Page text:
After the first session, we repeat the process again, only this time, we write for ten minutes. Again, the sharing, and then the process is repeated for a fifteen-minute free-write. Finally we end with a last five-minute free-write. It's amazing to see what happens by the second or third round of timed writing when the mind is loosened and the words are flying! By the time the session is over, I am always energized to dive back into my work-in-progress.
Get out there and explore somewhere you have never been. Sure, you can plan an elaborate trip, but that's not really necessary. Instead, go check out a museum you've never visited. Go to a part of town you've never seen. Take a hike on a trail you've never explored, or go to a park where you've never been. If you're stuck for ideas, pretend you are a tourist in your city and check out your city's Chamber of Commerce website. Try one of those funky tourist traps listed on the website. For example, in Seattle, we have the Underground Tour in Pioneer Square. This tour provides many juicy tidbits about Seattle, and always puts me in the mood to write something with ghosts!
Sign up for a class to learn something new. No, not a writing class! Writing classes can be helpful, and if you really must take a writing class, try a class in something you don't write on a regular basis. For example, if you write romance, try a class in children's writing.
However, ideally, the type of class you want to recharge your writer battery is something totally unrelated to writing. For example, try an arts, sports, or even a cooking class. Check out local community education listings, which are usually offered through school districts, parks and recreation, or community colleges. These are not-for-credit classes and are not expensive. The classes usually only last a few hours or one afternoon, and they're fun, get you moving and doing. I've taken classes in weaving, tango dancing, stained glass, and artistic collage, just to name a few. All the classes have freed my writing brain, and recharged me by doing something out of my comfort zone!
To be a writer, one must read! But we don't have to read alone! Try participating in a book group with other writers. Once a month, I meet with six women in a children's book group. Two of the women are children's librarians, three are writers, and one enjoys reading young adult and middle grade novels. The children's book group provides me not only with a place to discuss what I write --children's books -- but also gives me a place to think about my own writing, and most importantly, to hear the perspective of others who are not children's writers, but are avid readers and promoters of children's books.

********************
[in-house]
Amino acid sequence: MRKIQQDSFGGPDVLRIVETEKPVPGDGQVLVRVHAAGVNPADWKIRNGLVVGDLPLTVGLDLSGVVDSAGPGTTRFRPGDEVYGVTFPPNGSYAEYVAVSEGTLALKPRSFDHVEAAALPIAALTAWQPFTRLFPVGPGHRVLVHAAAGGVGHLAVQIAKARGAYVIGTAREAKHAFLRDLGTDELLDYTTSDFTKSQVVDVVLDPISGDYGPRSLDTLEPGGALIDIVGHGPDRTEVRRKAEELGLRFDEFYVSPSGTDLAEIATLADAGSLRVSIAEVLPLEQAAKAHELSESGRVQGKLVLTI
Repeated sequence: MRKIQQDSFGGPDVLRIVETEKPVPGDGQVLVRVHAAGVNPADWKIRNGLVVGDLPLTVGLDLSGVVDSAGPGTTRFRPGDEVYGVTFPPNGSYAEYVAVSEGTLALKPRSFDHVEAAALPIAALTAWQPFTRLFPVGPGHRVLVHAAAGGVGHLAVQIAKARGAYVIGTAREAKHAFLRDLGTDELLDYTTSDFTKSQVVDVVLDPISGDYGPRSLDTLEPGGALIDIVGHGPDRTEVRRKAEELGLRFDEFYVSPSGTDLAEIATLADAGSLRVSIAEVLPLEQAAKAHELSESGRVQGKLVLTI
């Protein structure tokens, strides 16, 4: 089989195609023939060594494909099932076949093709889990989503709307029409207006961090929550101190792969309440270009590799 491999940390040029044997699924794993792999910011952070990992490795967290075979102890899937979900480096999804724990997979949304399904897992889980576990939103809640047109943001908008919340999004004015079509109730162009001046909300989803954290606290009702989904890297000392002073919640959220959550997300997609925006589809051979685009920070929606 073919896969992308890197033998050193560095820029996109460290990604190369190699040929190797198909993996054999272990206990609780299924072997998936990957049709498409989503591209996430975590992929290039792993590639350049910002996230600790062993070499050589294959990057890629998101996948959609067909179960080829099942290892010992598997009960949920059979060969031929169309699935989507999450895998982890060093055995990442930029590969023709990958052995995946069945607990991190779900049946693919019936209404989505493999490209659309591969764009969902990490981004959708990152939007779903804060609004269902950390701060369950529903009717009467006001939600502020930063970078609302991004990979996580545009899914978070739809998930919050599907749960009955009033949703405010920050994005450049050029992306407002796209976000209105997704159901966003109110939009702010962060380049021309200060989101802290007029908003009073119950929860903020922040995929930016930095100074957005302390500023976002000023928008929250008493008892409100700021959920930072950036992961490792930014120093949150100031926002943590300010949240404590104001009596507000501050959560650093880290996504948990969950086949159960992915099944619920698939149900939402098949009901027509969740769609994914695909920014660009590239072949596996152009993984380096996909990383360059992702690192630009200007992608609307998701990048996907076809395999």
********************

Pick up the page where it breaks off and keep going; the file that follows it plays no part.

Our discussions encourage me to think about my audience. Will librarians and teachers want to share my stories with young people? Do I have a strong theme? Are my characters well developed? Do I have tension? Whose voice is telling this story? Have I chosen the right point of view for the story? At the end of book group, I am always recharged and energized to return to my own writing!
We all love a good writing conference. However, let's face it, we can't go to all of them. Plus, a conference can get expensive! So, if you're feeling the need for a little recharge and can't attend a conference, gather together a group of local writers and ask each person to bring a sixty-minute session on some aspect of craft and/or the marketing/selling of writing.
Reserve a small room at your local library, or meet at someone's home -- you'll need to find somewhere you can meet for up to six hours, so coffee shops and restaurants probably won't work! Once the big day arrives, take turns presenting your sessions. This is also a great way to get some ideas and practice for possible topics to present at writing conferences!